- Goldman Sachs is replumbing some of the internal systems used by bankers.
- Akila Raman is COO of the investment banking division. Miruna Stratan leads IBD’s engineering.
- Here are three ways the firm is automating workflows, from peer sheets to ECM data.
- See more stories on Insider’s business page.
A perfect storm of surging deal flow and burnt out workers is pushing some investment banks to automate more.
M&A deals are getting done at record levels. And junior bankers, often the ones responsible for the grunt work required to close deals, are waning as firms strive to keep pace. Working remotely has exacerbated the situation, in addition to a labor shortage.
Now, firms are looking to technology to catch up, and maybe even get ahead.
While Goldman Sachs’ automation endeavors in its investment bank are not new, the past six months have fortified those efforts.
“It certainly made us re-evaluate and recommit ourselves in the sense that we were already on this path,” Akila Raman, chief operating officer of Goldman’s investment bank division, told Insider referring to the bank’s automation strategy.
Raman and Miruna Stratan, who leads the IBD engineering team, detailed three use cases the bank is eyeing for additional automation.
Over the last several years, Goldman Sachs has worked to automate data scrubbing for company comparison tables, Raman said. The so-called peer sheets are used by investors to size up company prospects against competitors, often including market analyses and charts about pricing, stocks, and interest rates.
It’s a time-intensive process and a rote task that’s handled by junior bankers. But because many charts are built on market inputs, they’re obvious candidates to create a framework where inputs are automatically fed into the pages.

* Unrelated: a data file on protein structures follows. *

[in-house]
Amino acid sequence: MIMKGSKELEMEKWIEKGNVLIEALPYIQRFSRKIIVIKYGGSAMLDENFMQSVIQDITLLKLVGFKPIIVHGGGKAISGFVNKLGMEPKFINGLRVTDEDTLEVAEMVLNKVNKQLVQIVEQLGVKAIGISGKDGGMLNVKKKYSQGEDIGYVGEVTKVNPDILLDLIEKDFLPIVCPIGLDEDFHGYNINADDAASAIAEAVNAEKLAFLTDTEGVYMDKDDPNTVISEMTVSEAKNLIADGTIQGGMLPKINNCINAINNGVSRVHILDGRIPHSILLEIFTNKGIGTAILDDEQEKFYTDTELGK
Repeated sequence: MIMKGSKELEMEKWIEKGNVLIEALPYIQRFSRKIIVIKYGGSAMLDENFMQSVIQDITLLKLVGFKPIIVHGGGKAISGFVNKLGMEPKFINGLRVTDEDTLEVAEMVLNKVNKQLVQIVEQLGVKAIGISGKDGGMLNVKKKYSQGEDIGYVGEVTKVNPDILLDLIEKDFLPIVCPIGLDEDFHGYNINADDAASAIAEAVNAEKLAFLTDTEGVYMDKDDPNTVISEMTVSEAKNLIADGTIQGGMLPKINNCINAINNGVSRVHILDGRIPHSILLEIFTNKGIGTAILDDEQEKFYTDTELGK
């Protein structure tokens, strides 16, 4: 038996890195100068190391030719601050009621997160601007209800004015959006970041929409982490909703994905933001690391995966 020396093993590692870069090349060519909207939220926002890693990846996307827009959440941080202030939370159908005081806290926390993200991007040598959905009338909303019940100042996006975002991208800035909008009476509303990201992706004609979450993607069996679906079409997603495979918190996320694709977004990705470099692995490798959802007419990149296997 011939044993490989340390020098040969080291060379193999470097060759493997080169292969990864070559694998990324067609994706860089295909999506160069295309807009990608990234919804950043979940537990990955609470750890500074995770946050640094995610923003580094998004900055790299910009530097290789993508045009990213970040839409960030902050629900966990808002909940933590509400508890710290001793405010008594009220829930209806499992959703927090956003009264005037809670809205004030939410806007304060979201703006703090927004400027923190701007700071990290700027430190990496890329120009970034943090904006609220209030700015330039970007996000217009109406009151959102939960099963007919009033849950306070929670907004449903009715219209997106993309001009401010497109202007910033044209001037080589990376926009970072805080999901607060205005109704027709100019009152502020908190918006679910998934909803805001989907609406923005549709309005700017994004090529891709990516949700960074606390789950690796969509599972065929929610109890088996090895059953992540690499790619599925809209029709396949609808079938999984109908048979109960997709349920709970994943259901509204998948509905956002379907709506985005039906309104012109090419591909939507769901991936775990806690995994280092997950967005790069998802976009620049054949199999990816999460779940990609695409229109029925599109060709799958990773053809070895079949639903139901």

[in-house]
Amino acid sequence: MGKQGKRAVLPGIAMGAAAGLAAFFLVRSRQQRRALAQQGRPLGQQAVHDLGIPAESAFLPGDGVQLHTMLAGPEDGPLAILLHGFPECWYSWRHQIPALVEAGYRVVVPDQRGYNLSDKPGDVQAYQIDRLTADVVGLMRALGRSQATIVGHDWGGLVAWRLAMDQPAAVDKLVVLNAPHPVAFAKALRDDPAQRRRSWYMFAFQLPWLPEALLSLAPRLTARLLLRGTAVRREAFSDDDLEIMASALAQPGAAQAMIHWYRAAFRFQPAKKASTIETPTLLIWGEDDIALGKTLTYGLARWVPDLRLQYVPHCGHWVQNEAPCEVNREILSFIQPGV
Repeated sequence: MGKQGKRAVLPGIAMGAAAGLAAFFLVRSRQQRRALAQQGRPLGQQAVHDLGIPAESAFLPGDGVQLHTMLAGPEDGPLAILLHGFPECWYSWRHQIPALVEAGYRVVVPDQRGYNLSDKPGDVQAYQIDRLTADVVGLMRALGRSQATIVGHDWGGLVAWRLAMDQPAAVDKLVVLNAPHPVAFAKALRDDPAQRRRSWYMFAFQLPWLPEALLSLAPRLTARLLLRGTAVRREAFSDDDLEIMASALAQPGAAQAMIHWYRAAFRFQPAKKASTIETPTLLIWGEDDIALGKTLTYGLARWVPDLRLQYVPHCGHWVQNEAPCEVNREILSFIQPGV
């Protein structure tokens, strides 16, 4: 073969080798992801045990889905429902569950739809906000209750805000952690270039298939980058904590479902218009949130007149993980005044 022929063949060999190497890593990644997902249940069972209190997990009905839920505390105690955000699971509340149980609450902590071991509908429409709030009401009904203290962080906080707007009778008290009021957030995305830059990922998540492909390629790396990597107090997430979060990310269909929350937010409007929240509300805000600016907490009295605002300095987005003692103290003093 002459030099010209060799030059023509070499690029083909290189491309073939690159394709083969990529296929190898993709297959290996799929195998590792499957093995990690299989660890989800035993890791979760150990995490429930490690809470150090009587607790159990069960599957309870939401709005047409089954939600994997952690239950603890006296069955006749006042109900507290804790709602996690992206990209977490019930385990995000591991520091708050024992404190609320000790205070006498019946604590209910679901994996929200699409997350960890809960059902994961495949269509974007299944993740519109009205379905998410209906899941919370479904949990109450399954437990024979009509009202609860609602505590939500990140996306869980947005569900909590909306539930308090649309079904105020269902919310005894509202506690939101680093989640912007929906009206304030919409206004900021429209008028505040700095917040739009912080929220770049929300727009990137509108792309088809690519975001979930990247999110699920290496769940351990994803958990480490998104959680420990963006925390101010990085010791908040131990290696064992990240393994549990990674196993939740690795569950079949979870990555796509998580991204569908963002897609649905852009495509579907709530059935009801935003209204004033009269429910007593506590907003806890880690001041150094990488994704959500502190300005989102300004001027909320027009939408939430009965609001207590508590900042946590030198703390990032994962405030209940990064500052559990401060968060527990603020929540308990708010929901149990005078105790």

Peer sheets are one component of pitch books, whose assembly is often left to junior bankers and is an area ripe for automation.
While pitch books still hold value, and the process of assembling them won’t be fully automated, there is room for streamlining, Raman said.
“Especially if it’s a longer term deal process, the client may need to see a particular chart several times. So does somebody physically update that chart, and then copy and paste that into a pitch book, or can technology be levered to take some of those steps out?” Raman said.
Goldman started using sophisticated algorithms two years ago to help bankers identify deal opportunities for clients, Raman said. The algorithms flag if a certain metric in a customer account has hit, meaning bankers can anticipate the client’s upcoming needs.
If a customer’s balance sheet hits a certain number, the algorithm may suggest the customer will need to issue debt, refinance, or could be a good candidate for equity issuance. The algorithm is designed to help bankers not miss opportunities and prioritize services.
It will also continue to evolve, as bankers can inform the model if a suggestion was helpful or not, giving it an opportunity to improve.
Consolidating legacy systems
Another ongoing initiative designed to lift banker work is a long-term project of consolidating data in Goldman Sachs’ debt capital markets.
To start, the bank is organizing data by financial instrument — like bonds, loans, and structured finance products — by unifying several legacy systems that are currently in place, Raman said.
Eventually, the bank will develop a single tool for the entire debt capital markets. This should ultimately save bankers time when collating and analyzing data, she added. Raman declined to disclose a specific timeline.
All of the work is done with a goal of receiving constant feedback in order to understand how to better make adjustments, Stratan said.
“You’ve got to be constantly challenging yourself to figure out what is truly value-add, and what is stuff that technology can do with equal or better impact,” Raman said.